Structured cabling has always played a role in LANs and data infrastructure, but only in the last decade or so have AV signals been jumping on the "Cat" bandwagon. Traditionally, analog audio and video signals have required the use of expensive heavy-gauge shielded cabling. An entire industry of "exotic" cabling has evolved, claiming superior signal transmission performance from the use of these very high-end cables.
Now, thanks to
an ever-expanding selection of signal conversion products for AV over twisted- pair cabling, it's easier than ever to use inexpensive "category" cabling to transmit high quality audio and video signals (see related article in this issue, "DVI/HDMI Signals over Twisted-Pair Cable," beginning on page 26).
UTP cabling was originally developed by the computer industry in the late 1970s for transmitting digital data over computer networks. Digital data signals are relatively forgiving and can tolerate considerable interference and degradation before affecting the integrity of the signal. More recently, UTP cable began to be used to carry analog video signals, which are much more demanding.
Using UTP for AV signals is not simply a matter of soldering BNC or VGA connectors to the wire and then connecting equipment together. A special type of signal (differential analog) is used to make the best use of UTP wire, in spite of its limitations. To transmit video over UTP, a special transmitter is needed to convert the video to a differential analog signal that is a better match for UTP wire. At the receiving end, a receiver is needed to convert the differential analog signal back to a usable video signal. And it's not just for video, either. Digital audio networks, using either proprietary protocols or licensed ones like CobraNet or EtherSound, commonly use Cat 5 cabling and RJ-45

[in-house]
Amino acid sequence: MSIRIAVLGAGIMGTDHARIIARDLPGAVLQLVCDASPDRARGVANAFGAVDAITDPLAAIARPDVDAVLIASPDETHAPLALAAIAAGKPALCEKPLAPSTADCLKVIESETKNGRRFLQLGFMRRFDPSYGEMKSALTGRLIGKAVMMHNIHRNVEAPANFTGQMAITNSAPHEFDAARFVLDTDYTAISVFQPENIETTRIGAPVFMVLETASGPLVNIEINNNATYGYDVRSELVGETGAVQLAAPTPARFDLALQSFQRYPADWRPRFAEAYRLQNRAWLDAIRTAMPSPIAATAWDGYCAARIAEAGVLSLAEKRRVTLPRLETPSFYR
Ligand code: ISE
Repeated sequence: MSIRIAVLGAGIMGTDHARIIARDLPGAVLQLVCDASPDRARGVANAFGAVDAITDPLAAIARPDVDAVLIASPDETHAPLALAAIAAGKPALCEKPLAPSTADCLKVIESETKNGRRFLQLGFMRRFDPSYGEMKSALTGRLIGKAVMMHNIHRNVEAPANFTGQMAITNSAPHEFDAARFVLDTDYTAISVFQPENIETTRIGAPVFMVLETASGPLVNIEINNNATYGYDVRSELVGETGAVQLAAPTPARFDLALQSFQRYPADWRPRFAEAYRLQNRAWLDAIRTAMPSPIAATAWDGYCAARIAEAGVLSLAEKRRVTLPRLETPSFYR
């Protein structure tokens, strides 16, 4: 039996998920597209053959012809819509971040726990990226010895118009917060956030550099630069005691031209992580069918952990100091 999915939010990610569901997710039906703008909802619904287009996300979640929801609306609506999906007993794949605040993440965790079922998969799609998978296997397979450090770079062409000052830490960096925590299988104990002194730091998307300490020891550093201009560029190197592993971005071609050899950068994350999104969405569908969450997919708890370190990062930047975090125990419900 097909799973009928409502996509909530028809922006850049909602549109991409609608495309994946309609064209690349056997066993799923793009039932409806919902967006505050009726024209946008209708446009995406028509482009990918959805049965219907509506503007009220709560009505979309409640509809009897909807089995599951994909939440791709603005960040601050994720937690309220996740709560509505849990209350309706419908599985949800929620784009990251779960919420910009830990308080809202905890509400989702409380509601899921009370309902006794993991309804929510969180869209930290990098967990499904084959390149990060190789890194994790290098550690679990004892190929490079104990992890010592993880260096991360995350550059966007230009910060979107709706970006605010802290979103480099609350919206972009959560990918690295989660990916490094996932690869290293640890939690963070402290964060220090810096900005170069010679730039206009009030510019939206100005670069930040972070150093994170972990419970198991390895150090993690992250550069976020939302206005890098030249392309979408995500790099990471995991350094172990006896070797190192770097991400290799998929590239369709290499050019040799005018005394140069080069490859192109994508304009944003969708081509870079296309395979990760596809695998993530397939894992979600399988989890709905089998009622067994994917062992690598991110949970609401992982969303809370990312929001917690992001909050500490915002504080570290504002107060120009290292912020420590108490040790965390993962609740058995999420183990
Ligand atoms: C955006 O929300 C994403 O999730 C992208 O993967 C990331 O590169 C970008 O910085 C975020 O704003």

connectors for signal transmission. "Category" UTP cables are specified by TIA standards documents, and are constructed using four twisted pairs. In all standard cables, the twist rate (number of twists per inch) is different among the various pairs inside the cable. This is an intentional design feature of these cables since they were originally developed for LAN applications. The twist ratio difference cuts down on the crosstalk in bi-directional data communication. But for video signal transmission, this presents a challenge.
In AV, virtually all RGB or RGBHV video over UTP systems transmit each color component over its own dedicated twisted pair, therefore three pairs are used for the transmission of color (R,G, and B). The fourth pair can be used for other purposes such as phantom power, audio, data, serial port, keyboard/mouse, etc. Since the twist rates of each pair is different, each color component arrives at different times, causing skew errors.
How do you avoid skew? One way is to use so-called "skew-free cable," in which the length of each twisted pair is uniform, so the R,G,B signals arrive at the receiver simultaneously. The other way is to be sure that the system you use has skew-compensation circuitry that allows adjustment (delay) of various signal components according to the length of your specific cable run.
Sources: Extron, Hall Research Technologies, Magenta Research.